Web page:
The cultural, political, and social changes of 1920s North America present the historian with a rich tapestry from which to draw inspiration. Rapid urbanization was accompanied by the rise of the speakeasy, the advent of jazz, and the origins of organized crime, helmed by such notorious figures as Al Capone. And the background to these processes in the USA was Prohibition, lasting from 1920 to 1933. Of course, the thirst for alcohol among millions of Americans remained throughout this period, and many were quick to recognise the potential riches that were on offer, if alcohol could be supplied.
As a result, Prohibition prompted the rise of the bootlegger, or alcohol smuggler. Writing in April 1923, William McNulty estimated that 1 million bottles a week were brought into the USA during the previous year. Europe and the Caribbean were important suppliers, but the vast majority of imported alcohol came south, from Canada. What’s more, an estimated 75% of all liquor supplied to the USA during Prohibition, entered across the Detroit River, St Clair River, and Lake St Clair, a mere 135km stretch. I therefore used this geographic lens as an entry point for my further research.
There are a number of reasons why the volume of smuggling between Ontario and Michigan was so high. The Damon Act had prohibited alcohol in Michigan since 1917, so there was a history of alcohol smuggling from both Ohio & Canada. Furthermore, the Detroit River is narrow and dotted with inlets and islands, making it easy to evade Prohibition enforcers, and when the river froze, bootleggers could drive back and forth with astonishing ease. Huge supplies of whisky were also readily available on the Canadian side of the border, in distilleries such as Hiram Walker’s. The city of Detroit acted as the perfect node from which to distribute alcohol to many of America’s major urban centres. By the late twenties the predominantly Jewish Purple Gang were in the ascendancy amongst Detroit bootleggers, ruling the city through violence and intimidation, and supplying whisky to Capone’s Chicago outfit. Equally significant though, was the self proclaimed “King Canada”, Blaise Diesbourg, whose operations just across the river in Windsor brought him both enormous prosperity, and great notoriety.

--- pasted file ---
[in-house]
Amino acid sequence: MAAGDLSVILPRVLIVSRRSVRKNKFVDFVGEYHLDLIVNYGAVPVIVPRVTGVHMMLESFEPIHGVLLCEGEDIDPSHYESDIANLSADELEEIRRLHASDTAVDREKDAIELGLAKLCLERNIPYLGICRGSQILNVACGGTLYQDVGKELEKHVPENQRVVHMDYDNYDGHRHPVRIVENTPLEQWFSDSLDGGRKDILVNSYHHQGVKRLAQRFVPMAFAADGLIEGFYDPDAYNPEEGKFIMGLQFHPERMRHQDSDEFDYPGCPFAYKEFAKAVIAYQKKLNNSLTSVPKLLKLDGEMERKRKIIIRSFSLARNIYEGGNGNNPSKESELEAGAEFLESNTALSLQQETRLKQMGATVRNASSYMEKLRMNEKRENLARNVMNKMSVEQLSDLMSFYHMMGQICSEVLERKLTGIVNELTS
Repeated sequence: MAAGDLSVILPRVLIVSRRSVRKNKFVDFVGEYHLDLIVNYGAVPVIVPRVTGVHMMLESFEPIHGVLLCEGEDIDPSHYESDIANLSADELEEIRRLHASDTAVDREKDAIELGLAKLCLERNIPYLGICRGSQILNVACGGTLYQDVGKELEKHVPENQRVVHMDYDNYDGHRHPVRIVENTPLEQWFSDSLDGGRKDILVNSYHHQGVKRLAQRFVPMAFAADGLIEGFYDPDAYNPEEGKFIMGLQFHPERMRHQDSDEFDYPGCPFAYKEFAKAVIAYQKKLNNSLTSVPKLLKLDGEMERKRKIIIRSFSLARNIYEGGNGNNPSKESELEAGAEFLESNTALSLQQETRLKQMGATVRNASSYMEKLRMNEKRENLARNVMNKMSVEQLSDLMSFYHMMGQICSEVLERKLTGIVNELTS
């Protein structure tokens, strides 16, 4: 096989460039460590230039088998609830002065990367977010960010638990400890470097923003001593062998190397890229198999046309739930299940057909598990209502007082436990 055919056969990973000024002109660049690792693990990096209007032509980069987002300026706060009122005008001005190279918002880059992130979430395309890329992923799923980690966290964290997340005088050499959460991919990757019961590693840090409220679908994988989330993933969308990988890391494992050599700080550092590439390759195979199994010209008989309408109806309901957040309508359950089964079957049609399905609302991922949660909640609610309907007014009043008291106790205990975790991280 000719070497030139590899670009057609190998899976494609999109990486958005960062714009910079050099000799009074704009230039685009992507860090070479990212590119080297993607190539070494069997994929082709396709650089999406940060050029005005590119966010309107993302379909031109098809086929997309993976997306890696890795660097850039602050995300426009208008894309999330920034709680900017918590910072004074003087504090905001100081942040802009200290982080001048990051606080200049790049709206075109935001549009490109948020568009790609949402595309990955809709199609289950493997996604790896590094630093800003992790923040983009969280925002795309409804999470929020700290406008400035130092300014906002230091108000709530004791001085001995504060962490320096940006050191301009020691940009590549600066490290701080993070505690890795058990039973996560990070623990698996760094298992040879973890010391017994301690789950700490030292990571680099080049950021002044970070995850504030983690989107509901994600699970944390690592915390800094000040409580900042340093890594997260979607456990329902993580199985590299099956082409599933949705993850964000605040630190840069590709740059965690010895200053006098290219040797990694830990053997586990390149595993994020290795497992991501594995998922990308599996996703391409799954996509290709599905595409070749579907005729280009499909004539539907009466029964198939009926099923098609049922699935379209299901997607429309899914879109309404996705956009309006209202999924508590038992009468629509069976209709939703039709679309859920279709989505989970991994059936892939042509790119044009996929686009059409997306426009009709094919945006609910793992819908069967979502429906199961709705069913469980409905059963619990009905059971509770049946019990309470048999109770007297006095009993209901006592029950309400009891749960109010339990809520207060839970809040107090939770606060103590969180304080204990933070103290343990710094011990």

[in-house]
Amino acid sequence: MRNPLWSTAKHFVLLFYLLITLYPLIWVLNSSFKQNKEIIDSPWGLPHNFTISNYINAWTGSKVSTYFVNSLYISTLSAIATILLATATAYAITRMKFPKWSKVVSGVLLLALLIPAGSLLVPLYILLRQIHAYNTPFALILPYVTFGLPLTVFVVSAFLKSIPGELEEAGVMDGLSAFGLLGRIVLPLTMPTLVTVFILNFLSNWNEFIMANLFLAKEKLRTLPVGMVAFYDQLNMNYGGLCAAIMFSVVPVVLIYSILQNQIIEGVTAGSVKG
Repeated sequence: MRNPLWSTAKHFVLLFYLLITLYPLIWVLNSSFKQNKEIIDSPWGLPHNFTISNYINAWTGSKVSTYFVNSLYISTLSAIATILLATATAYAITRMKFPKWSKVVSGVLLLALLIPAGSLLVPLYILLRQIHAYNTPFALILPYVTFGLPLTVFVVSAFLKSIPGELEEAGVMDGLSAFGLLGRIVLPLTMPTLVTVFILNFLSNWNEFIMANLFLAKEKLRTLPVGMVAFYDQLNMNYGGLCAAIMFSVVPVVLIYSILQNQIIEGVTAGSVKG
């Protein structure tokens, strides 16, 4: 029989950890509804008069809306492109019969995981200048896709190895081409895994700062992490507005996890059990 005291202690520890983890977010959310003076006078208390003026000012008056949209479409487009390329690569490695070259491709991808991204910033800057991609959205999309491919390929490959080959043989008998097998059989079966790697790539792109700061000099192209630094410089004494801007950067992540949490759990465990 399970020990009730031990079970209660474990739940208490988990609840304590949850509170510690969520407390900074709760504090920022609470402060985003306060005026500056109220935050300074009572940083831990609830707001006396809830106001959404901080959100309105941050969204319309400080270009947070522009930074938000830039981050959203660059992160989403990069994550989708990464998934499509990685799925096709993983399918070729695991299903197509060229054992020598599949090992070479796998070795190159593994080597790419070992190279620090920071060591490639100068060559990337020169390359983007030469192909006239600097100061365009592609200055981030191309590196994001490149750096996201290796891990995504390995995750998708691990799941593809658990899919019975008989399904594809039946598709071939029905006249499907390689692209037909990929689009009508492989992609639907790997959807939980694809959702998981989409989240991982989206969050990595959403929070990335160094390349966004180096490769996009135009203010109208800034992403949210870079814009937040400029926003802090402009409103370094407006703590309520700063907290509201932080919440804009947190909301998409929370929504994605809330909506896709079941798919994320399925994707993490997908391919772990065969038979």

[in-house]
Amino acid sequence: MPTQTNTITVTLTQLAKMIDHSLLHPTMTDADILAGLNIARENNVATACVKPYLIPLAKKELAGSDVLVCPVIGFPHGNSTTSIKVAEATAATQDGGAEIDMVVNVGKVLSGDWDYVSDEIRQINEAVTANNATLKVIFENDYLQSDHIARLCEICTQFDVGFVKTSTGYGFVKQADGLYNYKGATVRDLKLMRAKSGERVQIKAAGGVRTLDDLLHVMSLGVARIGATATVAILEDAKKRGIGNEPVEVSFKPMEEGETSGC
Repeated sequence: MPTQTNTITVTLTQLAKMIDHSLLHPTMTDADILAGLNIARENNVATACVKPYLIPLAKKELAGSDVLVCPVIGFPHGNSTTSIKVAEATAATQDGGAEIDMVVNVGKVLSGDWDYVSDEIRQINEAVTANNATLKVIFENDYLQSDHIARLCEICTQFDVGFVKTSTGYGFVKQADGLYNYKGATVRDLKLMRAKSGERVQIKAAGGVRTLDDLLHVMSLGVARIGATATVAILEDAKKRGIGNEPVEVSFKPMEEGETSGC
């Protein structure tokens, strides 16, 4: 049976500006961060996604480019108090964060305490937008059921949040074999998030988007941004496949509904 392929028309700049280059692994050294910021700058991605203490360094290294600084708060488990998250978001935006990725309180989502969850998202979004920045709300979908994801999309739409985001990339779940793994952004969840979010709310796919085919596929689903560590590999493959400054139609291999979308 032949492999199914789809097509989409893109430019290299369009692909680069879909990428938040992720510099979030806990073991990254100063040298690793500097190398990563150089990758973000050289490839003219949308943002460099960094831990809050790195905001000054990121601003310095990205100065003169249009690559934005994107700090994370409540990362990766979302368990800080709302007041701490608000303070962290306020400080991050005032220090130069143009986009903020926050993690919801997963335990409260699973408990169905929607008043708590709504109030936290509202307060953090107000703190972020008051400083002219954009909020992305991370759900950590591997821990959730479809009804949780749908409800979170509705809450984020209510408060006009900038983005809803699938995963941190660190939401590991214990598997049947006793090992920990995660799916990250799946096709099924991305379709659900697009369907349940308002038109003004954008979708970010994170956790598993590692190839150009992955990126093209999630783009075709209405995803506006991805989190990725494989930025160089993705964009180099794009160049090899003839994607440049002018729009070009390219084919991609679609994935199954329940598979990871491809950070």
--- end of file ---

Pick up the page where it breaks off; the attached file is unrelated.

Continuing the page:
Even from this early analysis, it becomes apparent that it is not only possible but necessary to view illegal alcohol smuggling, an inherently transnational activity, through a dual American-Canadian lens. Canadian political measures offer an intriguing counterpoint to those of the USA. All but one of the Canadian provinces abandoned Prohibition during the 1920s. What’s more, the Canadian government later in the decade introduced a scheme of government distribution, having deduced that complete Prohibition was ineffective. Commentators of the time offered fascinating insights into the relationship between the two countries, but in subsequent decades this was neglected, as Prohibition became central to the American national narrative. As part of this project I will seek to reframe bootlegging, not as part of the American phenomenon of Prohibition, but within the broader US-Canadian border processes of the time.
There is extensive secondary literature which will be valuable in guiding my thoughts, some of which I have begun to explore. S. T. Moore’s Bootleggers and Borders: The Paradox of Prohibition on a Canada-U.S. Borderland is an inspiring analysis of bootlegging in British Columbia, which recognizes the permeability of the border as an inescapable theme. Other works such as Philip Mason’s Rumrunning and the Roaring Twenties: Prohibition on the Michigan-Ontario Waterway, will also be hugely informative. The digitised archives available through the library offer a wealth of journal articles from across the period, while the Library of Congress allows access to American newspapers up to 1922. Even a cursory glance at the Michigan newspapers of the early twenties reveals the extent to which Prohibition was, as Leuchtenburg puts it, “the most avidly discussed question of the day.” I have also been able to find similar contemporary Canadian sources, which will be useful in providing the balanced analysis I hope to achieve. Records from the bootleggers themselves are, of course, not available.
I have, therefore, framed my research intentions with the availability of sources as a major consideration. While I cannot be sure of the extent of bootlegging activity, I can be sure of how the bootleggers and their activities were framed within public debate of the time. Making heavy use of newspaper and journal sources from both sides of the Michigan-Ontario border, this project will aim to analyse the place of the bootlegger in the public sphere of the borderland.
 McNulty, William J. ‘Smuggling Whisky from Canada,’ Current History (New York) 18.1 (Apr 1, 1923) p. 123
 Leuchtenburg, William, The Perils of Prosperity, 1914-32 (Chicago and London, 1958) p. 235